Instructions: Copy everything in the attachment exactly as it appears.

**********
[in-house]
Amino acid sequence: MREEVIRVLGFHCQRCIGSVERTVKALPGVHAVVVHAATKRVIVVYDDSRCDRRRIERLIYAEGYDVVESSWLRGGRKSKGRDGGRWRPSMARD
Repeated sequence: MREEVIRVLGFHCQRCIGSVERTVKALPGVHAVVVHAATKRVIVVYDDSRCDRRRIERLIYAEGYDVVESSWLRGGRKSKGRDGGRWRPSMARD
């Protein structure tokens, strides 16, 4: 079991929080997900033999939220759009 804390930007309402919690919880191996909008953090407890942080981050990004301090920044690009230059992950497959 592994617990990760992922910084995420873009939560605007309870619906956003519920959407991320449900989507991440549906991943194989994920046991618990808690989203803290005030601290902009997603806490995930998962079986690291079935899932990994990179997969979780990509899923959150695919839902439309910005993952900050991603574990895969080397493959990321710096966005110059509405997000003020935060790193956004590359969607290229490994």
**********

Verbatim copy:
[in-house]
Amino acid sequence: MREEVIRVLGFHCQRCIGSVERTVKALPGVHAVVVHAATKRVIVVYDDSRCDRRRIERLIYAEGYDVVESSWLRGGRKSKGRDGGRWRPSMARD
Repeated sequence: MREEVIRVLGFHCQRCIGSVERTVKALPGVHAVVVHAATKRVIVVYDDSRCDRRRIERLIYAEGYDVVESSWLRGGRKSKGRDGGRWRPSMARD
């Protein structure tokens, strides 16, 4: 079991929080997900033999939220759009 804390930007309402919690919880191996909008953090407890942080981050990004301090920044690009230059992950497959 592994617990990760992922910084995420873009939560605007309870619906956003519920959407991320449900989507991440549906991943194989994920046991618990808690989203803290005030601290902009997603806490995930998962079986690291079935899932990994990179997969979780990509899923959150695919839902439309910005993952900050991603574990895969080397493959990321710096966005110059509405997000003020935060790193956004590359969607290229490994």